William Glover.William Glover. [Source: Thomas Doscher / US Air Force]The NORAD operations center in Cheyenne Mountain, Colorado, receives numerous reports from the FAA of additional hijacked aircraft, but most of these reports turn out to be incorrect. Lieutenant Colonel William Glover, the commander of NORAD’s Air Warning Center, will later recall that after 9:03 a.m., when the second plane hits the World Trade Center, those in the operations center are “starting to receive reports… that we have these hijackings coming in.” He will say, “We had all these other reports coming in now, we were receiving from FAA, that there’s other issues on there.” [Canadian Broadcasting Corporation, 9/8/2011] According to Glover, the FAA says to NORAD, “Hey, this may be a possible hijack, or this aircraft may be a possible hijack.” As a result, those in the operations center “did not know how many more there were. Were there five, six, seven, or eight?” [BBC, 9/1/2002] Major General Rick Findley, NORAD’s director of operations, will similarly recall: “Lots of other reports were starting to come in. And now you’re not too sure. If they’re that clever to coordinate that kind of attack, what else is taking place across North America?” [Toronto Star, 12/9/2001] According to Glover, the uncertainty about how many additional hijacked planes there are will lead NORAD to implement a limited version of a plan called SCATANA, which clears the skies and gives the military control of US airspace (see (11:00 a.m.) September 11, 2001). [Aviation Week and Space Technology, 6/3/2002; 9/11 Commission, 6/17/2004] However, most of the additional hijackings that the FAA is reporting to NORAD turn out to be false alarms. Glover will say that most of the reports “were not true.” [Canadian Broadcasting Corporation, 9/8/2011] According to the 9/11 Commission Report, there are “multiple erroneous reports of hijacked aircraft” during the morning (see (9:09 a.m. and After) September 11, 2001). [9/11 Commission, 7/24/2004, pp. 28]

Entity Tags: Eric A. “Rick” Findley, North American Aerospace Defense Command, Federal Aviation Administration, William Glover

Timeline Tags: Complete 911 Timeline, 9/11 Timeline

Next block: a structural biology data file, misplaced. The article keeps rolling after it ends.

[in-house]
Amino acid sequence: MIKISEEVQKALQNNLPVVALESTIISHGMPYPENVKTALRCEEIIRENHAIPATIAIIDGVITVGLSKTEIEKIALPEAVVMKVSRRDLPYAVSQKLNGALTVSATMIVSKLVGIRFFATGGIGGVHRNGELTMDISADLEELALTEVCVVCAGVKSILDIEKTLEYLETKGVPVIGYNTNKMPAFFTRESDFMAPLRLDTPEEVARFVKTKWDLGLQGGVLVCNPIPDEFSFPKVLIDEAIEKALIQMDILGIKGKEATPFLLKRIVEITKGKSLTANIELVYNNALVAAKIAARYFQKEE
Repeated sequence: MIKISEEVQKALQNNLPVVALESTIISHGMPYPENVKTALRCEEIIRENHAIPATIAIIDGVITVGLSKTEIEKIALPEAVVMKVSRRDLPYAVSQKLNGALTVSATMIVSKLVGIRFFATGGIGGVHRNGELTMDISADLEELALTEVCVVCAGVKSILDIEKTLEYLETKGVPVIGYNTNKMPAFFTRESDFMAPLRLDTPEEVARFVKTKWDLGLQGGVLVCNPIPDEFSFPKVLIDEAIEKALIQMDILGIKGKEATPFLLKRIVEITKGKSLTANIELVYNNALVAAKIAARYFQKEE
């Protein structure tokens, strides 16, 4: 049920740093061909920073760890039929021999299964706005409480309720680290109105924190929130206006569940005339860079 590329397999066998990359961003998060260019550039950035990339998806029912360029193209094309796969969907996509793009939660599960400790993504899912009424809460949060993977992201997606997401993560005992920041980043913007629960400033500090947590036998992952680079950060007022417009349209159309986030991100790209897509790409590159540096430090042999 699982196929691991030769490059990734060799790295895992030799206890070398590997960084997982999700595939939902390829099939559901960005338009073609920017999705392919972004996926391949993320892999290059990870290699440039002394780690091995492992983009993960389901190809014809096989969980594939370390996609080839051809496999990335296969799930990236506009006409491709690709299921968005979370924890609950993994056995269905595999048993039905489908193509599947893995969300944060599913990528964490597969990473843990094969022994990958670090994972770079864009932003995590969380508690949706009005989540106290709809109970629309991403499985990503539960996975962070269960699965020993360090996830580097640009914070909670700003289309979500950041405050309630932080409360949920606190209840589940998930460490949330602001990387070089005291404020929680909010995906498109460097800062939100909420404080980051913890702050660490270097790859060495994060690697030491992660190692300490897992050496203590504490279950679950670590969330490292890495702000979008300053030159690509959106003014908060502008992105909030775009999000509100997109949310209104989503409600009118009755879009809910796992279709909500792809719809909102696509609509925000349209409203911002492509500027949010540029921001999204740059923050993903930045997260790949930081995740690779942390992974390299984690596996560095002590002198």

On the evening of September 11, the Federal Aviation Administration (FAA) and the military decline to comment on whether fighter jets were launched to intercept any of the hijacked aircraft earlier in the day. Laura Brown, an FAA spokeswoman, refuses to say whether the agency requested military intercepts. Major Barry Venable, a spokesman for the North American Aerospace Defense Command (NORAD), similarly says he does not know whether the FAA asked NORAD to send up jets to intercept the errant aircraft. Lt. Col. Margaret Quenneville, a spokeswoman for the 102nd Fighter Wing of the Massachusetts Air National Guard, which operates from Otis Air National Guard Base at Cape Cod, refuses to comment on whether the fighter wing was requested to intercept the hijacked airliners. [Cape Cod Times, 9/12/2001; Cape Cod Times, 9/12/2001] Several days later, it will be revealed that two F-15s were indeed launched from Otis around the time the first WTC tower was hit, and three F-16s were launched from Langley Air Force Base in Virginia shortly before the time the Pentagon was hit (see September 14, 2001). [CBS News, 9/14/2001; Cape Cod Times, 9/16/2001; North American Aerospace Defense Command, 9/18/2001] But as late as September 15, the New York Times is reporting, “The Federal Aviation Administration has officially refused to discuss its procedures or the sequence of events on Tuesday morning, saying these are part of the Federal Bureau of Investigation’s inquiry.” [New York Times, 9/15/2001]

Entity Tags: Federal Aviation Administration, Margaret Quenneville, Barry Venable, North American Aerospace Defense Command, Laura Brown

Timeline Tags: Complete 911 Timeline, 9/11 Timeline